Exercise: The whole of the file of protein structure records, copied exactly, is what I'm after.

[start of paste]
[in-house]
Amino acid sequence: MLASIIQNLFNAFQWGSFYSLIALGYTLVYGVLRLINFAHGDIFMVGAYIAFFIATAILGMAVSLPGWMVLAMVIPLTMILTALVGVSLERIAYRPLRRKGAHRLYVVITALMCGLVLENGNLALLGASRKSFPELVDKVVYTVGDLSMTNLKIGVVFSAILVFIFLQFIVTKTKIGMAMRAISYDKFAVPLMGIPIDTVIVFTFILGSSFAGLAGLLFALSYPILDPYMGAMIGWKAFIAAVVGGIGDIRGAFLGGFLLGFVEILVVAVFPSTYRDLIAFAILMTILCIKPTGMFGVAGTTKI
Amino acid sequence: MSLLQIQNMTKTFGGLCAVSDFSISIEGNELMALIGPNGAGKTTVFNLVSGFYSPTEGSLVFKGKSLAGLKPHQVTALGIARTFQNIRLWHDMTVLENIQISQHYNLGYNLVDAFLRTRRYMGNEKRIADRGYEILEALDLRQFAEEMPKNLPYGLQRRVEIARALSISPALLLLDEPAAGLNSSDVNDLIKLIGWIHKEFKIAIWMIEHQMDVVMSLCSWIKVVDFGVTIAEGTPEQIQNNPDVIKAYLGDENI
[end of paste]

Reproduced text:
[in-house]
Amino acid sequence: MLASIIQNLFNAFQWGSFYSLIALGYTLVYGVLRLINFAHGDIFMVGAYIAFFIATAILGMAVSLPGWMVLAMVIPLTMILTALVGVSLERIAYRPLRRKGAHRLYVVITALMCGLVLENGNLALLGASRKSFPELVDKVVYTVGDLSMTNLKIGVVFSAILVFIFLQFIVTKTKIGMAMRAISYDKFAVPLMGIPIDTVIVFTFILGSSFAGLAGLLFALSYPILDPYMGAMIGWKAFIAAVVGGIGDIRGAFLGGFLLGFVEILVVAVFPSTYRDLIAFAILMTILCIKPTGMFGVAGTTKI
Amino acid sequence: MSLLQIQNMTKTFGGLCAVSDFSISIEGNELMALIGPNGAGKTTVFNLVSGFYSPTEGSLVFKGKSLAGLKPHQVTALGIARTFQNIRLWHDMTVLENIQISQHYNLGYNLVDAFLRTRRYMGNEKRIADRGYEILEALDLRQFAEEMPKNLPYGLQRRVEIARALSISPALLLLDEPAAGLNSSDVNDLIKLIGWIHKEFKIAIWMIEHQMDVVMSLCSWIKVVDFGVTIAEGTPEQIQNNPDVIKAYLGDENI